John Stephen Akhwari is a Tanzanian Olympian who struggled to complete the 1968 Olympic marathon after he fell during the race cutting and dislocating his knee.
As he pushed himself through the pain and one hour after the race had already been won, John Stephen Akhwari finished the race.
When asked by a reporter why he didn’t quit he replied, “My country did not send me 5000 miles to Mexico City to start the race. They sent me 5000 miles to finish the race.”
Races are never won at the beginning…they are always won at the end. Good starts are impressive but strong finishes make the difference. You can always make up for a false or poor start with a strong finish, but you can never make up for a poor finish with anything but excuses.
How is your ‘race’ at work and in life going?
Are you taking great strides, building momentum and achieving your milestones? Or are you tired, breathless, and strained? To be well, some of you need to catch your second wind.
I know during some of my long distance running I would often reach a point in the event when my legs would feel heavy, my lower back would start to tire, my chest would feel tight, my head would pound and I’d feel myself slowing down and wanting to walk…maybe even stop.
My biochemistry, physiology and my psychology would look like it was going to fail me.
And then something would change! With a mental recalibration, some hydration, maybe some momentary relative rest experienced from running at a slightly slower pace and a little bit of discipline to keep putting one foot in front of another…slowly my energy would pique again, my rhythm would recover and I would catch my second wind.
The second wind is a person’s ability to breathe freely during exercise after having been out of breath. It’s characterised by finding new strength or energy to continue something that is an effort.
Documented experiences of the second wind during exercise go back at least 100 years, with the second wind phenomenon coming to be used as a metaphor for continuing on with renewed energy past the point of challenge or failure, whether in sports, careers, or life in general.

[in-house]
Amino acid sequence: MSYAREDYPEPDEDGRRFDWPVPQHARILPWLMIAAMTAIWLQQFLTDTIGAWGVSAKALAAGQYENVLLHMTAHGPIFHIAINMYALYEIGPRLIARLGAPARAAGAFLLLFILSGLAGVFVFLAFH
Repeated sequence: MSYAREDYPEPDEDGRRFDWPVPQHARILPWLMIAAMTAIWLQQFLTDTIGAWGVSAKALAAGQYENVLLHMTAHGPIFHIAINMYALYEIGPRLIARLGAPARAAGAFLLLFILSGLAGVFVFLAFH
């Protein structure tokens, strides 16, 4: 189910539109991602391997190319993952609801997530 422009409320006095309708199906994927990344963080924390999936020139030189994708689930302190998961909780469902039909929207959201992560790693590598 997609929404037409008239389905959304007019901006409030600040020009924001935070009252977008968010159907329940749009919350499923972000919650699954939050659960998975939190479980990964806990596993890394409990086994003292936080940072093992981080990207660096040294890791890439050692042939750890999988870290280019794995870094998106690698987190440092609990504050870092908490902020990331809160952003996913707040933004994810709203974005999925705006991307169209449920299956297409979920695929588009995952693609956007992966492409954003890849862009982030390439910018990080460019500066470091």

The three strategies I have used to catch my second wind during my career as a entrepreneur physiotherapist are to:
1. Allow myself relative rest.
As the body learns how best to regulate itself to meet the rigors of a runner’s pace, the chances of getting a second wind becomes more likely, physiologists say. During a run, a second wind can sometimes occur by slowing temporarily to below race pace. This gives the body and its hormones a chance to recover by paying off some of its oxygen debt.
Give yourself a chance to recover from exhaustion – mentally, spiritually, physically and maybe even financially.
2. Recover my own natural rhythm
After some relative rest, ease back into running your own race. Don’t worry about what everyone else is doing. Concentrate on your posture: Shoulders back; Deep breaths; Stride length; Cadence; Foot strike; Symmetry. Running is all technique.
Work a roster that suits you; get exercise and meals planned properly in your day; sleep the number of hours you need; rest with play; work hard when it’s time to do so.
Mostly, do what works for you (individual technique).
3. Stay focused on my goals.
Every competitor needs an objective. What’s yours in life?
Purposeless-ness drains your wellbeing tank more rapidly than anything else. Recommit to what is important to you. Nothing drives energy like passion and significance.
To keeping DOING well, we need to BE well. For some, this means catching your second wind.